Slow tracking of GPS satellites is a well-known soft spot of the predecessor, and we’re glad to say that it’s been much improved this time. Position location is precise and several times faster than before. All the more reason to regret that voice navigation isn’t an option with the preinstalled software, but if you really need one, you can always get specialised software the likes of iGO navigation, which offers high-quality worldwide support. This way, your smartphone is quickly transformed into one of the highest-quality navigational devices we’ve ever seen.
More experienced readers are probably already wondering aloud what sort of hardware this phone has to run all this and face the challenges that the software base puts in front of it. Unlike many devices based on NVIDIA’s dual-core platform, this SoC (System on Chip) was made by Samsung directly. The CPU is basically a dual-core CPU working at an unprecedented 1.2 GHz. It’s accompanied by an exceptionally fast graphics card and an entire 1 GB RAM, creating a system that no other device on the market can match. Not even multitasking between large and memory-intensive applications (i.e. games) is no problem, so the power hidden in this beast really seems promising in the long run. For results this remarkable, a price has to be paid, but this time around, it’s nowhere near as taxing as we thought it’d be - the phone heats up a bit more when you’re running a processor- or graphics-intensive application; the stronger hardware has also eaten up the advantage of a higher-capacity battery compared to the first Galaxy S, which brings them to the same level in terms of autonomy, i.e. around 24 hours on a single charge with heavy use and up to two days with moderate use.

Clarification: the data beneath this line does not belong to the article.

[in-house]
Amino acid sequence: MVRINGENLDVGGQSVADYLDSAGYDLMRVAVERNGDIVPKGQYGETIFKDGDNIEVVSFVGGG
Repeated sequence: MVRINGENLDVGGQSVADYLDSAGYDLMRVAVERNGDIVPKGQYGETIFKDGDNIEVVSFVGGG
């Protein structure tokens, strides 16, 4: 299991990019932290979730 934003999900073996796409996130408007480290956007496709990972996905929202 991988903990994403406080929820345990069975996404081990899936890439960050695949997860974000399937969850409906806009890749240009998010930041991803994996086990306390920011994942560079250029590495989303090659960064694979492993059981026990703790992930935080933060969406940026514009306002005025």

Have we got the new king of Android smartphones? From the moment when it’s first taken into the hand, Samsung Galaxy S II clearly says that it’s a top-notch device in all aspects. Extremely light and thin, but firm at the same time, with a stunning display; it’s unlikely to leave anyone unimpressed. The corrected drawbacks in the predecessor, exemplified by the addition of a flash, an improved camera and display, a perfected GPS module and a far stronger hardware base, state immaculately that Samsung is there to be the best, and that all customer remarks are well thought about. Whatever you may want to do on this phone, you know that it’ll be blazingly fast, to the point where we really can’t envisage any device comparing to this one. Add to all this the improved user interface, as well as a better customer care by Samsung in terms of updates for the operating system, and the answer is clear - Samsung Galaxy S II is the king of Android smartphones.
|Samsung I9100 Galaxy SII|
|CPU||dual-core 1.2 GHz Exynos|
|Memory||1GB RAM, 1GB ROM, 16GB internal storage|
|Battery||Li-Ion 1,650 mAh|
|Display||4.3", 800x480 pix, capacitive Super AMOLED Plus|
|Connectivity||microUSB, Bluetooth, WiFi, HSDPA+, GPS, USB to HDMI|
|Cameras||main: 8 Mpix with auto-focus and LED flash, frontal: 2 Mpix|
|Operating System||Android OS 2.3.3|
|Size||125.3 x 66.1 x 8.5 mm|